Jamie Raskin, navigating personal and national tragedies

Political Theater, Episode 239

Rep. Jamie Raskin, D-Md., speaks during a House Rules Committee meeting on December 2, 2021. (Tom Williams/CQ Roll Call)
Rep. Jamie Raskin, D-Md., speaks during a House Rules Committee meeting on December 2, 2021. (Tom Williams/CQ Roll Call)
Jason Dick
Posted February 23, 2022 at 12:57pm

When filmmaker Madeleine Carter approached her friend Jamie Raskin about a documentary, she saw it as the chronicles of a newly elected member of Congress who was a gadfly to President Donald Trump. Two impeachments, one attack on the Capitol, and an unfathomable family tragedy later, the result, “Love and the Constitution,” narrates our shared history of the tumultuous last few years through Raskin’s political and personal journey.

A self-described “disheveled” constitutional law professor, Raskin has been at the center of the country’s most consequential debates since being elected to Congress in 2016. A member of the House Judiciary Committee, the Maryland Democrat helped formulate the articles of impeachment that led to Trump’s first impeachment in 2019. He did the same for the second impeachment, for inciting the Jan. 6, 2021 riot at the Capitol, and Raskin served as lead impeachment manager for the trial that followed.

Trump was acquitted by the Senate in both impeachment trials, but Raskin’s contributions helped establish the arguments against not just the former president’s actions, but, in Raskin’s view, the authoritarianism that Trump represented and which threatens to snuff democratic societies and ideals.

During the second impeachment process, Raskin was also dealing with the shattering grief of the late 2020 death by suicide of his son Tommy. Tommy’s funeral was on Jan. 5, 2021, one day before Congress was to certify Joe Biden’s Electoral College win.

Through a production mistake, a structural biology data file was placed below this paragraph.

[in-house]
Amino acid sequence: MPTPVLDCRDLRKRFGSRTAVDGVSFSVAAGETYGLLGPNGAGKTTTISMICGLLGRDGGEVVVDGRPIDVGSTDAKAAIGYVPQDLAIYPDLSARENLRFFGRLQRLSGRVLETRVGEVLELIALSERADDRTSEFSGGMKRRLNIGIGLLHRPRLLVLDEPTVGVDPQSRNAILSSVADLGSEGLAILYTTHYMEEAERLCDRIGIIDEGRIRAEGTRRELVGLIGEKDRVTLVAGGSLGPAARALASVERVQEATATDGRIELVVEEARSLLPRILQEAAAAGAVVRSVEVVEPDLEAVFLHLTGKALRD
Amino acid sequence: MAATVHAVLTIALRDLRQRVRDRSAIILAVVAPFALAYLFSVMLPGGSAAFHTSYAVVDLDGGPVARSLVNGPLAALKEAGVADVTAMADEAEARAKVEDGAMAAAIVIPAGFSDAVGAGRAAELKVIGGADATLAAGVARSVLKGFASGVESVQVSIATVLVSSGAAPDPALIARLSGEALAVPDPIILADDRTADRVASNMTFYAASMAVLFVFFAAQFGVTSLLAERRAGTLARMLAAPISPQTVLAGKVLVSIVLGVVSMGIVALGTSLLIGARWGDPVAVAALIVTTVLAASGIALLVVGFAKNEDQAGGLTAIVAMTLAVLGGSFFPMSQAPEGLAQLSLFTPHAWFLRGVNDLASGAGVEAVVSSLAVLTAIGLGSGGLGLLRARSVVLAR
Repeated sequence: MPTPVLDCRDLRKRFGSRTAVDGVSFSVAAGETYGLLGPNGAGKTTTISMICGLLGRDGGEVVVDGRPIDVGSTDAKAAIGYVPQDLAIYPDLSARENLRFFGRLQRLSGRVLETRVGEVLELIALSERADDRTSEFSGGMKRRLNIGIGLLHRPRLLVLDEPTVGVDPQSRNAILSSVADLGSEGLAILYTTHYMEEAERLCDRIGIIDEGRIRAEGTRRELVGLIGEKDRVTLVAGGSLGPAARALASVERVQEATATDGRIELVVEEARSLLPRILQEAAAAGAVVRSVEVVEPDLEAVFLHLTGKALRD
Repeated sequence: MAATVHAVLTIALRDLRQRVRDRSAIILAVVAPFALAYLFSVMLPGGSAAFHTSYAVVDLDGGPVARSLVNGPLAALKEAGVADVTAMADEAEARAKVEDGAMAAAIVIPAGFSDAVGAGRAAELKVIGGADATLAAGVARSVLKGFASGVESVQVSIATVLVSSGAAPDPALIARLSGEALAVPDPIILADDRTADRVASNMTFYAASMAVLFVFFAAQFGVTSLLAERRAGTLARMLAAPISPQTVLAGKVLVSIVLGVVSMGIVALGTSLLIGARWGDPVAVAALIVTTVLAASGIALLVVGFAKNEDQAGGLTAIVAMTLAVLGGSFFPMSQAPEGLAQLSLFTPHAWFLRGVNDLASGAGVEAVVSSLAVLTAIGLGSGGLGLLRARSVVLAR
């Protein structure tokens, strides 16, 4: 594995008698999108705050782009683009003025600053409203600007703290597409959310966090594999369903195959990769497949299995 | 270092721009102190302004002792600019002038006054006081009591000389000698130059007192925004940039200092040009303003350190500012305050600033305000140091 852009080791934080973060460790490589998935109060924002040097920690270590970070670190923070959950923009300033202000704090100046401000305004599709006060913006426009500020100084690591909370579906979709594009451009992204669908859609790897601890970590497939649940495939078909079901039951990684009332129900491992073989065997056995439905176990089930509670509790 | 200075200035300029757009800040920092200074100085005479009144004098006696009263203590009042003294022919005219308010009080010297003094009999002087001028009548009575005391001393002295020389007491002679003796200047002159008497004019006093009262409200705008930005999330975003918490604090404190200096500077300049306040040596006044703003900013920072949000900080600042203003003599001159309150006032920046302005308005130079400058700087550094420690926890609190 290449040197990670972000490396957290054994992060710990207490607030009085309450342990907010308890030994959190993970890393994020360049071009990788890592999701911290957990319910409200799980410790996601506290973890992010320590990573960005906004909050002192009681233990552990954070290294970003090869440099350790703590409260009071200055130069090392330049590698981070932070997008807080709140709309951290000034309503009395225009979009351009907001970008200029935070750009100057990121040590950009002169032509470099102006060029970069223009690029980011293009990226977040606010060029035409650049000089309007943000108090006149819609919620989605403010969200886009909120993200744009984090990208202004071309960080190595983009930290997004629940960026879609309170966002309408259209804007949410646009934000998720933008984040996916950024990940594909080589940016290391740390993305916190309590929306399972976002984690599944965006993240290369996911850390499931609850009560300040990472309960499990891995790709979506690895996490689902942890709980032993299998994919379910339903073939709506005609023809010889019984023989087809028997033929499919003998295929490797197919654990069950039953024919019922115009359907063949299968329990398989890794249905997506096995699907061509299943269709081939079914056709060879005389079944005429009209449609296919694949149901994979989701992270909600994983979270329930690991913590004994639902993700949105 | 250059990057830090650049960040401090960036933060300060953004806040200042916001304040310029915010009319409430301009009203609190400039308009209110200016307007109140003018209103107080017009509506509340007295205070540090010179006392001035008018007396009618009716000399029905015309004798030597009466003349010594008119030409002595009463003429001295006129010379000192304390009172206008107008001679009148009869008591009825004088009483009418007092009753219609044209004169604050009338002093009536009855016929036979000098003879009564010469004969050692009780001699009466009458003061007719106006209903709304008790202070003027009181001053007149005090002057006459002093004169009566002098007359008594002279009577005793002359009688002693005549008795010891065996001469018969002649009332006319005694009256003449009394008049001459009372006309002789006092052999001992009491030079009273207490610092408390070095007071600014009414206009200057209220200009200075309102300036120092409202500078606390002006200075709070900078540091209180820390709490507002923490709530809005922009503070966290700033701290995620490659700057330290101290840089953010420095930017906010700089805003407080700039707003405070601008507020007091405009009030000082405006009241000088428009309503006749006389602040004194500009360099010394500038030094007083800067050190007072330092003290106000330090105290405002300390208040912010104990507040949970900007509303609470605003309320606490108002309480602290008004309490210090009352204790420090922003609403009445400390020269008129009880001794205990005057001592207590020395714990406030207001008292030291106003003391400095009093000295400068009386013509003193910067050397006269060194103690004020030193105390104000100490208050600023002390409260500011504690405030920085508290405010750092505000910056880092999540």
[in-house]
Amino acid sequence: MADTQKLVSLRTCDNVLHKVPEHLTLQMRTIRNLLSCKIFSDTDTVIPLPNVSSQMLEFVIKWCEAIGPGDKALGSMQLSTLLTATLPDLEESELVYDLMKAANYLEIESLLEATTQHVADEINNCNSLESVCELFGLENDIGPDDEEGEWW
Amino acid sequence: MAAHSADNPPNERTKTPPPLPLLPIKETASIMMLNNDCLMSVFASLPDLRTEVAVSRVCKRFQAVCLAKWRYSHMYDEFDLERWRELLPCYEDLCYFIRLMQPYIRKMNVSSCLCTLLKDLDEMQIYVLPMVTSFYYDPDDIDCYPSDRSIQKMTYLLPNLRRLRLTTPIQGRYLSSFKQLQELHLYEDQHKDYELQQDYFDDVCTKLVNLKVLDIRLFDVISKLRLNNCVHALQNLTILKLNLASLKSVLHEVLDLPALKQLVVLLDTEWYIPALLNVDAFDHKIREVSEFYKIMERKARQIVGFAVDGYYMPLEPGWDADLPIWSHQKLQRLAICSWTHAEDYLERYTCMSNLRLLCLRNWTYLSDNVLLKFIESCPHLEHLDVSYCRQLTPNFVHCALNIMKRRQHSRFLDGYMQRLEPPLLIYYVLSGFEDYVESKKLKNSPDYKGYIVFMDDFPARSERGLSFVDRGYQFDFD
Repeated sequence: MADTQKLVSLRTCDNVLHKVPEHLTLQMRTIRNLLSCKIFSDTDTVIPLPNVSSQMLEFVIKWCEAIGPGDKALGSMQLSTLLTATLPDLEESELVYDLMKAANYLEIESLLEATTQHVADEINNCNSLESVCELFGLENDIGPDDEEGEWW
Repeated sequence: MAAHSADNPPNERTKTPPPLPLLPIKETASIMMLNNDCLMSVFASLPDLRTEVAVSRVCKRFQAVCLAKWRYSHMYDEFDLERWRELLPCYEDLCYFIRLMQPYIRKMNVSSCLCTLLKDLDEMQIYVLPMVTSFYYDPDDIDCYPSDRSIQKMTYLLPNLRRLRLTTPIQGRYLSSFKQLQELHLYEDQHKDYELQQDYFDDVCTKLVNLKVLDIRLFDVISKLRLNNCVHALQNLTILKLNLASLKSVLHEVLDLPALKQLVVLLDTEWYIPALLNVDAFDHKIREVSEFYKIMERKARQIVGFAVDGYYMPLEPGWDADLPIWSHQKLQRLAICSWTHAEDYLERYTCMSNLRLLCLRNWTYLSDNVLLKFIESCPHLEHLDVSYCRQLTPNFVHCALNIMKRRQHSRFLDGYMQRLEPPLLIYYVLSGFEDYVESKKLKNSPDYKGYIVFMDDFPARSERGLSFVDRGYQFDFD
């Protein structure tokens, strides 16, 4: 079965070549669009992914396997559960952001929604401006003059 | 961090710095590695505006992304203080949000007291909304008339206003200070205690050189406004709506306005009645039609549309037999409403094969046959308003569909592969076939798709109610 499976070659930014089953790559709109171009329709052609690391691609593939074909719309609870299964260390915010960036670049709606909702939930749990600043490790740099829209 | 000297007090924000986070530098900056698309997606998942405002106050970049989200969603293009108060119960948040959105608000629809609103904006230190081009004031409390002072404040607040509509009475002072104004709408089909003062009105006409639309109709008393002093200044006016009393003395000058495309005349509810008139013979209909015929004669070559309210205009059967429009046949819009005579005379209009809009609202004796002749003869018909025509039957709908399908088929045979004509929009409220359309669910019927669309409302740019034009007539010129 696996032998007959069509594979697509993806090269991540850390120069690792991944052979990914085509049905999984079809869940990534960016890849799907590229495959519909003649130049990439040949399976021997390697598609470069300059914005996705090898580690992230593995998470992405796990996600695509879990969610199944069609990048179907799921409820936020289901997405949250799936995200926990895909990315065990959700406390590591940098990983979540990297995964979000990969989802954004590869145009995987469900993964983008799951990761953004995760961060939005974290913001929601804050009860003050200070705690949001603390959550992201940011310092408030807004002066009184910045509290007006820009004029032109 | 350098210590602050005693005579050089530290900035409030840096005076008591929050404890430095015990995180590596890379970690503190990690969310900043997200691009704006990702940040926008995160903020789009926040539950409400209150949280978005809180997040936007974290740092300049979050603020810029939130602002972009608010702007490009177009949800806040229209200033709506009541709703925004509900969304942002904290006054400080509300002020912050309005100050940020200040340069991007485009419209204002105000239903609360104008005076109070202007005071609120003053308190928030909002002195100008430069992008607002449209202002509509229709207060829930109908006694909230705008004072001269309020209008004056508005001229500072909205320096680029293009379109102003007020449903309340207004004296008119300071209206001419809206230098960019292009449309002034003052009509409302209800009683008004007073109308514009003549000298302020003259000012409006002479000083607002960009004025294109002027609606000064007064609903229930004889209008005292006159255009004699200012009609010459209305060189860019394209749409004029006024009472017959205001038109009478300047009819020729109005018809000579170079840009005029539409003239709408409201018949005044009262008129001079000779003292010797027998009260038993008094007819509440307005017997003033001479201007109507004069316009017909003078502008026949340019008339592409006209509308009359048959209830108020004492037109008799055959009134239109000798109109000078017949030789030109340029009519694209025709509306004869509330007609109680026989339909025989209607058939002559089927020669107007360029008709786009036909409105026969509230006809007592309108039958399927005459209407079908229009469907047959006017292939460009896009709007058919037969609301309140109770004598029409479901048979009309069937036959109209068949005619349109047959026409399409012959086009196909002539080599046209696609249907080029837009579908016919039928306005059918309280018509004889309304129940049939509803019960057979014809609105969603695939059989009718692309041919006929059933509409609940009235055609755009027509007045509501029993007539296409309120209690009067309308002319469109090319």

Raskin’s two daughters asked him to skip the usually pro-forma proceedings. But the congressman knew several Republicans planned to object to the certifications, and said in the latest Political Theater podcast that “I just knew I had to be there.”

Like most people, he had no idea that just showing up would be dangerous, and that a plot to overthrow the election was not just being pursued by a few members of Congress in the form of objections to the count, but by violent extremists who gathered in Washington, charged the Capitol with weapons, broke in to chants of “Hang Mike Pence,” and whose actions led to a state of siege. Raskin’s efforts to hold Trump and the conspirators of the Jan. 6 coup attempt accountable continue with his seat on the House select committee investigating the attack.

“Love and the Constitution” works on two tracks: showing us public images and plots we should never forget, as well as the private moments of courage and pain of a public servant armed not with the implements of war but the ideals in the Constitution.

Raskin and Carter discuss their MSNBC documentary on the latest Political Theater podcast: ‘I just knew I had to be there: Jamie Raskin and the convergence of grief and politics.’

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